Fear-Based Somatic Responses

Over the last few years I have been carrying a lot tension in my face. In my jaw, lips and eye sockets mostly. It looks unpleasantly contorted and often confusingly unrelated to the context. I also have a generally uptight way of carrying myself, with very stiff shoulders and (I’ve been told) awkward movements. Walking sideways or moving very slowly whilst dining. Sometimes I’d these wear these as a badge of pride, thinking they demonstrated an active mind – a hallmark of high intelligence. However I now believe that it’s rather undesirable and something which ought to be addressed if possible.
So this week starting a few days ago, I decided to start carrying myself with more confidence. That means not looking down so much, holding eye contact more, and consciously remembering loosen muscles when I feel them tighten. At first it was challenging; it felt incredibly vulnerable. It made me feel like I was being aggressive or elitist. It made me realise something important: we use muscular tension and mannerisms in response to a sense of vulnerability, and ultimately fear. It’s the body’s physical manifestation of nonacceptance and defence.
When you try to release muscular tension in situations where you usually carry it, the emotion which underlies it is feels completely out of control. Thus by practising conscious relaxation of muscles in these triggering situations one can both gain knowledge of our unhelpful emotional responses (it’s easier to name an emotion than a muscular tension) and also to practise letting go of them. I believe that emotions come in waves and amplitude lessens when we let them freely wash over us. Fear is diminished when you let your guard down in a situation and nothing bad happens. Confidence improves. less energy is wasted in muscular tension. The gaze softens. The voice becomes like honey. As the prefrontal cortex quietens down a richer and more noble intelligence blossoms, newly patient without the impetus of fear.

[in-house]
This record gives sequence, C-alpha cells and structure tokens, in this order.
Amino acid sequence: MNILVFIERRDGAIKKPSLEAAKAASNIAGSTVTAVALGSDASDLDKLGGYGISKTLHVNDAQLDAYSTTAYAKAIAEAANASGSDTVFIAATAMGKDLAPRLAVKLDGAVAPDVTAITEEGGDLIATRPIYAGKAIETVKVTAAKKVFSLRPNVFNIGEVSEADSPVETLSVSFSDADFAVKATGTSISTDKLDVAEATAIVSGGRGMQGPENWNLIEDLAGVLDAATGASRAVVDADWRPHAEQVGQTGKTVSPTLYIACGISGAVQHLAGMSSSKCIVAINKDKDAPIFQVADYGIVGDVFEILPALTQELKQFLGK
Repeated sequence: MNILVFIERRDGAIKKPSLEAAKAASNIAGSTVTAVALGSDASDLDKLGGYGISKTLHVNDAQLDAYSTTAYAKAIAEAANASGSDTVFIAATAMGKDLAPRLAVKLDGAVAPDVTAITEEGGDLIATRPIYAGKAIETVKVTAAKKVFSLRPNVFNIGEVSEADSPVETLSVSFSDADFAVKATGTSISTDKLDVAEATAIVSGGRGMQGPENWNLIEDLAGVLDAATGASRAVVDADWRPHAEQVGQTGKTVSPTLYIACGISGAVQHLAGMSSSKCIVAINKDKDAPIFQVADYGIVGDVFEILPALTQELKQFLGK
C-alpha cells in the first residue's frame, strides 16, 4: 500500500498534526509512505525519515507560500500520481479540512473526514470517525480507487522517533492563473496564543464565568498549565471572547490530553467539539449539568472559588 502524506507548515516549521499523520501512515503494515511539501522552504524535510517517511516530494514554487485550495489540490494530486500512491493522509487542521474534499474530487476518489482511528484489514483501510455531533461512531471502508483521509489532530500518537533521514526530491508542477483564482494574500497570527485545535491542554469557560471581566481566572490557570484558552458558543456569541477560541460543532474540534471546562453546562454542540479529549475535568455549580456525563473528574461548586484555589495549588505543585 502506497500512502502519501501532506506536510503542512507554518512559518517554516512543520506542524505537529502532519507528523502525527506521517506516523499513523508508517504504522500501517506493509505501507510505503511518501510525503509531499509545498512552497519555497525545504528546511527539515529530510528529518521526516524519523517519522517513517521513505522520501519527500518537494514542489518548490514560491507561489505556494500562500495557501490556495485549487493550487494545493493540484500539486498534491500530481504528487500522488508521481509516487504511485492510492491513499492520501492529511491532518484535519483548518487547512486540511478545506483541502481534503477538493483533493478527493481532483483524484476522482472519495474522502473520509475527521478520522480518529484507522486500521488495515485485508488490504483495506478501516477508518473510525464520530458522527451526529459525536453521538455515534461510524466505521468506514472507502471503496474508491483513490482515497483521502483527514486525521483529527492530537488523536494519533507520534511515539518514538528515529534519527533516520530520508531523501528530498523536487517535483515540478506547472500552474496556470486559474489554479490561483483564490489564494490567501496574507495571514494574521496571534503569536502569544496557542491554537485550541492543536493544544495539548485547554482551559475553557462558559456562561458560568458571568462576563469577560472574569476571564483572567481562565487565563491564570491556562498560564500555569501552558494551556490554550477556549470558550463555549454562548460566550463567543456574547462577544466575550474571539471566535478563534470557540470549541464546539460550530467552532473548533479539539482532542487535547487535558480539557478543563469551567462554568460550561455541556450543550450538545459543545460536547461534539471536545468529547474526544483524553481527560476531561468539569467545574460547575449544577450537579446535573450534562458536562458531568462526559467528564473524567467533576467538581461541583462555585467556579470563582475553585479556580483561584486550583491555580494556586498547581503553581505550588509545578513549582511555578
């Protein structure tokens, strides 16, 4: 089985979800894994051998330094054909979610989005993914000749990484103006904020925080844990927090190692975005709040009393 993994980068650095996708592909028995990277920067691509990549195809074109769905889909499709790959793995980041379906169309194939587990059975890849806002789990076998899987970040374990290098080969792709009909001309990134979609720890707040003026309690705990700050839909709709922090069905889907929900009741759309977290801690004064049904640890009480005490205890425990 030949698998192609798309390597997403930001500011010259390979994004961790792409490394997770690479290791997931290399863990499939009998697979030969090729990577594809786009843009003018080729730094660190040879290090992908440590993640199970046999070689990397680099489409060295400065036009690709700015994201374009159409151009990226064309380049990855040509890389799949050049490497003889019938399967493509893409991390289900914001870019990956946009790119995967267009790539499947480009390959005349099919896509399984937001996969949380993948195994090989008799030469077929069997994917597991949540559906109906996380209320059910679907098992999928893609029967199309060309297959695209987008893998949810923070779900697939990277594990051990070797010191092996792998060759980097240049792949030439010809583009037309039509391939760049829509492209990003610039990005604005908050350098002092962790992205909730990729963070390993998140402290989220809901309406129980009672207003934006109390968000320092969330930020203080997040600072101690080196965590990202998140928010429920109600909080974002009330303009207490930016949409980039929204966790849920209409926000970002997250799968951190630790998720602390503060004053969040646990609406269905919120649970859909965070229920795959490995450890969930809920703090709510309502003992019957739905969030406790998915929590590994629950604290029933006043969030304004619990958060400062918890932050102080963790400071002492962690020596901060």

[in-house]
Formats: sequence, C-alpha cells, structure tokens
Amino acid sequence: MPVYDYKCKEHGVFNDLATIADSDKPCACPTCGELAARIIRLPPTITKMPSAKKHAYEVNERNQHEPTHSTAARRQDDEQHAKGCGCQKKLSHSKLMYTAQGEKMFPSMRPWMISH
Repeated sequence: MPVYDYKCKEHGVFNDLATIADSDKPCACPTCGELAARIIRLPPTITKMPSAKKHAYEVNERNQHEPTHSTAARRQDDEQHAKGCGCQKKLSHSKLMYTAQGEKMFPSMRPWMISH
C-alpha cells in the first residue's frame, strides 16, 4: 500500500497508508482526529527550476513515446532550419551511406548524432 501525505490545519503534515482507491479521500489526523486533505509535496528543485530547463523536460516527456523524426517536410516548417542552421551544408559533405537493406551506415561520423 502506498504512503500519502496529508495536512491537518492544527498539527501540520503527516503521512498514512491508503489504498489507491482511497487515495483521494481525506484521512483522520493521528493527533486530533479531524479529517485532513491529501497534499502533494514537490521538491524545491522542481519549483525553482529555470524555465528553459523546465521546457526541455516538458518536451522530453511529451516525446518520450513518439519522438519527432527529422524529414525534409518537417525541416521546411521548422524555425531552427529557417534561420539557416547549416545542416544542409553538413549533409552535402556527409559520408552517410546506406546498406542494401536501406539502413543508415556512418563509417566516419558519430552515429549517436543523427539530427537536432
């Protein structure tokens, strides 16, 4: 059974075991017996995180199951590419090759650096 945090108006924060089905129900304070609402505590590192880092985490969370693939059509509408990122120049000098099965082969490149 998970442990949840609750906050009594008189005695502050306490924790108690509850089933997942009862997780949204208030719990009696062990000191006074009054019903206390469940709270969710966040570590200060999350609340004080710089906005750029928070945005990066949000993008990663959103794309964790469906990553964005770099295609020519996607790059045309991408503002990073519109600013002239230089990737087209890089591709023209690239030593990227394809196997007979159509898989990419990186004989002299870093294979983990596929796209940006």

I’ve noticed clearly that how a man carries himself is linked essentially to his attractiveness and respectability. Survival and reproduction value. Same with women but not so much. With women I find that relaxed, upright posture despite vulnerability is the ultimate in feminine gracefulness – super attractive. Nervous gestures and defensive posture are tantamount to submissiveness or retreat. On the other hand confident body language inspires respect. Confidence correlates with leadership and status. There’s a beautiful phenomenon in humans: you can fake it until you make it. Improve the way you carry yourself and how you feel will follow.
I believe that a completely relaxed, slumpy posture is undesirable. Generally you want something that’s confident whilst situationally appropriate and congruent with who you are – “normal” for lack of a better word. It seems to me that the best way is to simply avoid defensive and nervous mannerisms. Notice what things you’re doing to pacify yourself and stop doing them. When you feel yourself tense up in response to a situation consciously try to relax those muscles and deal with the emotions instead. When you find yourself looking down around others, bring your gaze up. Stop nervous or protective gesturing. Hold peoples’ eye contact. Sit comfortably rather than making yourself small. What all of these things have in common is that they feel risky at first. That riskiness is the seed of feeling more confident and the willingness to deal with those social fears at all is an attitude of confidence. Although it’s rare it does shine through and I find it quite admirable and endearing, inseparable from courage.
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